PTSG is privileged to work on some of the UK’s most outstanding and iconic buildings. From historic castles and monuments to cutting-edge skyscrapers, we are proud to play our part in ensuring they are safe and protected, clean and operationally efficient.

Tintern Abbey, the popular historical landmark in Monmouthshire, on the Welsh bank of the River Wye, is a national icon — a Gothic masterpiece which became a Romantic symbol of the sublime.

It was founded in 1131 by Cistercian monks, who were happy to make do with timber buildings at first. Abbot Henry, a reformed robber, was better known for his habit of crying at the altar than for his architectural ambitions.

A simple stone church and cloisters came later. But then, thanks to the patronage of wealthy Marcher lords, the white-robed monks began to think bigger.

In 1269 they began to build a new abbey church and didn’t stop until they’d created one of the masterpieces of British Gothic architecture. The great west front with its seven-lancet window and the soaring arches of the nave still take the breath away.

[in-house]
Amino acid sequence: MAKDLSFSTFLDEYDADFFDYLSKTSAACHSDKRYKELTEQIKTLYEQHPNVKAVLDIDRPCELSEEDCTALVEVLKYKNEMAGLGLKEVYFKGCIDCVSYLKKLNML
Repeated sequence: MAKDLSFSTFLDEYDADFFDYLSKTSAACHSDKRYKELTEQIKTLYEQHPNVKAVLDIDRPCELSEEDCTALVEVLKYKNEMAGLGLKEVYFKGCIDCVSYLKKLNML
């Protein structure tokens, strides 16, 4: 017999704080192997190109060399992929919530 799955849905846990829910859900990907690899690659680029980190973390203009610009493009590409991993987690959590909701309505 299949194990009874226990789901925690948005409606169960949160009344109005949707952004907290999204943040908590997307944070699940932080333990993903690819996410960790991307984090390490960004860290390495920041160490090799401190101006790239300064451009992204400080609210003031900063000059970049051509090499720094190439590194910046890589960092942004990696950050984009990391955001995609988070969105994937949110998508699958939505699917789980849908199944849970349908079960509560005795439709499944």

So grateful were the monks to their powerful patron Roger Bigod that they were still handing out alms on his behalf in 1535. But by then King Henry VIII’s English Reformation was well underway.

Only a year later Tintern surrendered in the first round of the dissolution of the monasteries — and the great abbey began slowly to turn into a majestic ruin.

Its remains have been celebrated in poetry and painting from the 18th century onwards. In 1984, Cadw took over responsibility for managing the site. Tintern Abbey is visited by approximately 70,000 people every year.

Engineers from PTSG Access & Safety Ltd are currently on site to install an access ladder to the visitor centre enabling maintenance operatives to gain safe access to the roof.Bottom of Form

PTSG is highly experienced in working on historical buildings and has completed specialist service projects in all five divisions on a wide variety of buildings including:

  • Wallace Tower, a picturesque Gothic structure in Ayr, South-West Scotland, where PTSG’s steeplejacks have just completed a project to repair crumbling masonry;
  • Berrington Hall, a National Trust property in Herefordshire, where PTSG’s Electrical Services engineers provided a discrete lightning protection system  to blend in with the aesthetic of this beautiful building; and
  • Glamis Castle in North-East Scotland, where PTSG’s completed a test and inspection of the lightning protection system to ensure it remains fully operational.
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